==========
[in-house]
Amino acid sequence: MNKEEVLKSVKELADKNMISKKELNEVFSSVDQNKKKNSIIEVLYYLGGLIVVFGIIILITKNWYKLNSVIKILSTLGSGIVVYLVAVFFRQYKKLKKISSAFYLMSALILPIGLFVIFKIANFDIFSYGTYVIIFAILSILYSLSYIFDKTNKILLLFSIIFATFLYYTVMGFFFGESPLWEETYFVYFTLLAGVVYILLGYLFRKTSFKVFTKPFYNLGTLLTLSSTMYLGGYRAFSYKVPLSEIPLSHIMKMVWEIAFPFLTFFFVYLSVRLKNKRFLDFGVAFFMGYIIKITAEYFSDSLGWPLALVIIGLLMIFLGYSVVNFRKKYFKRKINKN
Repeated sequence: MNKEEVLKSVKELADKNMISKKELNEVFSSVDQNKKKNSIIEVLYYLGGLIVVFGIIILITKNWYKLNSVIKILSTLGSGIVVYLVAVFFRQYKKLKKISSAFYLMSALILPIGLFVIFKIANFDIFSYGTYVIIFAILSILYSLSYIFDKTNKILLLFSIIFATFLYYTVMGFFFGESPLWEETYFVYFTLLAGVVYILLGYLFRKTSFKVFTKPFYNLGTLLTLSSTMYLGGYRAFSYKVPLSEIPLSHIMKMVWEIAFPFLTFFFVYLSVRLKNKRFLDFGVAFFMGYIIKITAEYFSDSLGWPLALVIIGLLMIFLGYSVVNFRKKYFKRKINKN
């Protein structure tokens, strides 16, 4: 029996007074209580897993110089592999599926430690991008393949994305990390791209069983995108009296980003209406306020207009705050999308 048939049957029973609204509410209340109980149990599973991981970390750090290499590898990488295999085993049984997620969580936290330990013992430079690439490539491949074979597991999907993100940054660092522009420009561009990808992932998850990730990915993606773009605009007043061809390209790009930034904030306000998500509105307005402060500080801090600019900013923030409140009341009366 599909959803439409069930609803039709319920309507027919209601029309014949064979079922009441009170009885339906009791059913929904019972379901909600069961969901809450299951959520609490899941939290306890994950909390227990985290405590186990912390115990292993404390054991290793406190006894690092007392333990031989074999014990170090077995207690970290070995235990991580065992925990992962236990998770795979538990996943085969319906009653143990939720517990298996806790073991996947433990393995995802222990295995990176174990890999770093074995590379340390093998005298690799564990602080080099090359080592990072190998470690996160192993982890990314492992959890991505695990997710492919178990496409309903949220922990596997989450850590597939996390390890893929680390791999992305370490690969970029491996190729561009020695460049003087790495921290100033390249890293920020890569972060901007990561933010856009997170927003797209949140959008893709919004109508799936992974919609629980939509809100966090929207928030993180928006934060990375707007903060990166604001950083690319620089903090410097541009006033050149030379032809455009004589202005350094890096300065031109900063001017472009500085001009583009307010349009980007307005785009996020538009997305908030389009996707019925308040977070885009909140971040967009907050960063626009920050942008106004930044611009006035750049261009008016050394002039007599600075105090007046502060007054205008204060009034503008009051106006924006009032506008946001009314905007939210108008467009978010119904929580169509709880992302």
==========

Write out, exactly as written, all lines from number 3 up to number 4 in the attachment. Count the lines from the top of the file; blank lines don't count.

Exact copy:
Repeated sequence: MNKEEVLKSVKELADKNMISKKELNEVFSSVDQNKKKNSIIEVLYYLGGLIVVFGIIILITKNWYKLNSVIKILSTLGSGIVVYLVAVFFRQYKKLKKISSAFYLMSALILPIGLFVIFKIANFDIFSYGTYVIIFAILSILYSLSYIFDKTNKILLLFSIIFATFLYYTVMGFFFGESPLWEETYFVYFTLLAGVVYILLGYLFRKTSFKVFTKPFYNLGTLLTLSSTMYLGGYRAFSYKVPLSEIPLSHIMKMVWEIAFPFLTFFFVYLSVRLKNKRFLDFGVAFFMGYIIKITAEYFSDSLGWPLALVIIGLLMIFLGYSVVNFRKKYFKRKINKN
């Protein structure tokens, strides 16, 4: 029996007074209580897993110089592999599926430690991008393949994305990390791209069983995108009296980003209406306020207009705050999308 048939049957029973609204509410209340109980149990599973991981970390750090290499590898990488295999085993049984997620969580936290330990013992430079690439490539491949074979597991999907993100940054660092522009420009561009990808992932998850990730990915993606773009605009007043061809390209790009930034904030306000998500509105307005402060500080801090600019900013923030409140009341009366 599909959803439409069930609803039709319920309507027919209601029309014949064979079922009441009170009885339906009791059913929904019972379901909600069961969901809450299951959520609490899941939290306890994950909390227990985290405590186990912390115990292993404390054991290793406190006894690092007392333990031989074999014990170090077995207690970290070995235990991580065992925990992962236990998770795979538990996943085969319906009653143990939720517990298996806790073991996947433990393995995802222990295995990176174990890999770093074995590379340390093998005298690799564990602080080099090359080592990072190998470690996160192993982890990314492992959890991505695990997710492919178990496409309903949220922990596997989450850590597939996390390890893929680390791999992305370490690969970029491996190729561009020695460049003087790495921290100033390249890293920020890569972060901007990561933010856009997170927003797209949140959008893709919004109508799936992974919609629980939509809100966090929207928030993180928006934060990375707007903060990166604001950083690319620089903090410097541009006033050149030379032809455009004589202005350094890096300065031109900063001017472009500085001009583009307010349009980007307005785009996020538009997305908030389009996707019925308040977070885009909140971040967009907050960063626009920050942008106004930044611009006035750049261009008016050394002039007599600075105090007046502060007054205008204060009034503008009051106006924006009032506008946001009314905007939210108008467009978010119904929580169509709880992302």